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Kesardeo Vs. Smt. Bhooridevi and ors. - Court Judgment

LegalCrystal Citation
SubjectTenancy
CourtRajasthan High Court
Decided On
Case NumberS.B. Civil Regular Second Appeal No. 440 of 1972
Judge
Reported in1980WLN(UC)171
AppellantKesardeo
RespondentSmt. Bhooridevi and ors.
DispositionAppeal allowed
Cases ReferredChandrasen and Anr. v. Murarilal
Excerpt:
.....13(1)(a)-default. transferee landlord can take advantage of default committed by tenant with previous landlord.;the transferee landlord can take advantage of default committed by the tenant in payment of rent due from him to the previous landlord for bringing his ease within the provisions of section 13(1)(a) of the act.;appeal allowed with costs - section 2(k), 2(1), 7 & 40 & juvenile justice (care and protection of children) rules, 2007, rule 12 & 98 & juvenile justice act, 1986, section 2(h): [altamas kabir & cyriac joseph, jj] determination as to juvenile - appellant was found to have completed the age of 16 years and 13 days on the date of alleged occurrence - appellant was arrested on 30.11.1998 when the 1986 act was in force and under clause (h) of section 2 a juvenile..........appellante court that the transferee landlord could not take advantage of default in payment of rent to previous landlord was erroneous, in as much as, such a right was available to the transferee landlord. the argument was substantiated by the observations made in the following authorities:-(1) naraindas v. rajendra singh (1972 rlw 100)a plain reading of section 13(1)(a) goes to show that no tenant is entitled to the protection unless he pays the rent due from him at the time prescribed in the act. it does not provide that the landlord for the time being alone is entitled to weaver possession if the rent is not paid. the definition of 'landlord' as extracted above makes the position abundantly clear. it lays down that 'landlord' means any person who for the time being is receiving or.....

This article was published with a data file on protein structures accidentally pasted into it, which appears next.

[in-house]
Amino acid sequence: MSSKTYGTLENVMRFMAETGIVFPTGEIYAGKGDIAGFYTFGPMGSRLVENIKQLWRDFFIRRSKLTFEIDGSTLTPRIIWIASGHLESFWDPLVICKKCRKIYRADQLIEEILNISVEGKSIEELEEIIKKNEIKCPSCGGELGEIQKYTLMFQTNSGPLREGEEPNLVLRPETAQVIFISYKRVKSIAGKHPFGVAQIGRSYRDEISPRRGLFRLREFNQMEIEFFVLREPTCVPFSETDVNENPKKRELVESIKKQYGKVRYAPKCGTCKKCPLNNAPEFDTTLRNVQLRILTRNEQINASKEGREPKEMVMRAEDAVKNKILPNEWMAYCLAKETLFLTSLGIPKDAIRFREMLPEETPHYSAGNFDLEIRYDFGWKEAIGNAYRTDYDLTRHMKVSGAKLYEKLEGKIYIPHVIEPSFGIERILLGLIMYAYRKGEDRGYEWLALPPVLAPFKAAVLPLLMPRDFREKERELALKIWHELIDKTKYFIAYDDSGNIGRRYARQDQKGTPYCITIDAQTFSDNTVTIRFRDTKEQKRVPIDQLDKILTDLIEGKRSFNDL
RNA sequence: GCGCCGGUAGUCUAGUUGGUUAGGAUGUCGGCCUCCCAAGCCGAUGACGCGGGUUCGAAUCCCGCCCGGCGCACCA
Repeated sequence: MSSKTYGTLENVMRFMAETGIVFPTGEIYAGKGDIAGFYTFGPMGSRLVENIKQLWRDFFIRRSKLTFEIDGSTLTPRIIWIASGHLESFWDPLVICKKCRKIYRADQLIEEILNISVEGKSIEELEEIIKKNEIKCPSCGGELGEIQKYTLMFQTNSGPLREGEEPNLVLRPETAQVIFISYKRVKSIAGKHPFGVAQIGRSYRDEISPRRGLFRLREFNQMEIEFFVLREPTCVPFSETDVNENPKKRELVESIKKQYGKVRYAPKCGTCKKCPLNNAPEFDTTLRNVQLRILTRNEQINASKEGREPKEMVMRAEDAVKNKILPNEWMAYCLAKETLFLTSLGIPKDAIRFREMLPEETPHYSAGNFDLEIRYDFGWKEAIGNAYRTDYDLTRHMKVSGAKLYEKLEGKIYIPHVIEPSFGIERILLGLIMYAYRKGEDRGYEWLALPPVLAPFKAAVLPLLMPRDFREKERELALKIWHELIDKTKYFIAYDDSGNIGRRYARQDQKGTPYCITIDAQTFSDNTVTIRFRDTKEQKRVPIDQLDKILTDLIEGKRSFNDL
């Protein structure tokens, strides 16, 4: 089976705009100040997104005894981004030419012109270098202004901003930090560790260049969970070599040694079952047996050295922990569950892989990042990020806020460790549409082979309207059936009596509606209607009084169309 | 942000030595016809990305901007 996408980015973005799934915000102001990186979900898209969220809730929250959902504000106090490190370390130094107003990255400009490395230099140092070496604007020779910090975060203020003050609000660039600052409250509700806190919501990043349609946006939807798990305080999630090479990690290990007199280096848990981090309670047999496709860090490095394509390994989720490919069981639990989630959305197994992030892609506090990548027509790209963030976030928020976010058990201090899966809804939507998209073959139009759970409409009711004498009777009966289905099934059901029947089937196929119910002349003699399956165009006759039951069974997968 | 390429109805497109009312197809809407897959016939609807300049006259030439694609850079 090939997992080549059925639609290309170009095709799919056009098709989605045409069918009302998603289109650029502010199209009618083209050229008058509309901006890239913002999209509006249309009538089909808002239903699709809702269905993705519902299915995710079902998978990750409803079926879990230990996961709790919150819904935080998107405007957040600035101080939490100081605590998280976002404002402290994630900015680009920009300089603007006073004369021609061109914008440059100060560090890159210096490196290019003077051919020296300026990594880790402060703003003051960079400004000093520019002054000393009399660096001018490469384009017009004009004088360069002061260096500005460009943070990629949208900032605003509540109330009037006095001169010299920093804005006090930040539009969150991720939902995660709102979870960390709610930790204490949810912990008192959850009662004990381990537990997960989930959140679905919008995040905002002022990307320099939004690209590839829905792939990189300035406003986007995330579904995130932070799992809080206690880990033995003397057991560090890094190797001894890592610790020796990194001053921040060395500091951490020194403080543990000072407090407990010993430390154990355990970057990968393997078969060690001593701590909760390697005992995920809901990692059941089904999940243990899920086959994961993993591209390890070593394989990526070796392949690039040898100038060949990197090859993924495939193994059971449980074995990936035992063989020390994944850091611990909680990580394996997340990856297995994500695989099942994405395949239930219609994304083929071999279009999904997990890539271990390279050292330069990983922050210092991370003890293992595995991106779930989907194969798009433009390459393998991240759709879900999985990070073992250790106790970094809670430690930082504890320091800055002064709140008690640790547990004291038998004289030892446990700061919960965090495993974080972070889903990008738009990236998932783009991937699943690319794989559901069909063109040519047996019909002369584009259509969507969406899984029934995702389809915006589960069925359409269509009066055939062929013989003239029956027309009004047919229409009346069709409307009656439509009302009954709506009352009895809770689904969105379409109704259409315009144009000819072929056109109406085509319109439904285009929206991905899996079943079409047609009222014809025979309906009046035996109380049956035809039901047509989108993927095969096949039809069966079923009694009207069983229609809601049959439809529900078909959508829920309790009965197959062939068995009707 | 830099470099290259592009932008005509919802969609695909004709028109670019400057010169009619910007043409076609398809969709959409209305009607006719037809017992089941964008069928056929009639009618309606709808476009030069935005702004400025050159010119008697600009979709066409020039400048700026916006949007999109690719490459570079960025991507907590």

Judgment:

S.N. Deedwania, J.

1. This is a second appeal by plaintiff appellant Kesardeo filed against the judgment and decree, dated April 24, 1972 of the learned Additional District Judge. Churu, in Civil First Appeal No. 7 of 1971 by which, the judgment and decree for ejectment passed by the learned Munsif Magistrate, Churu was reversed.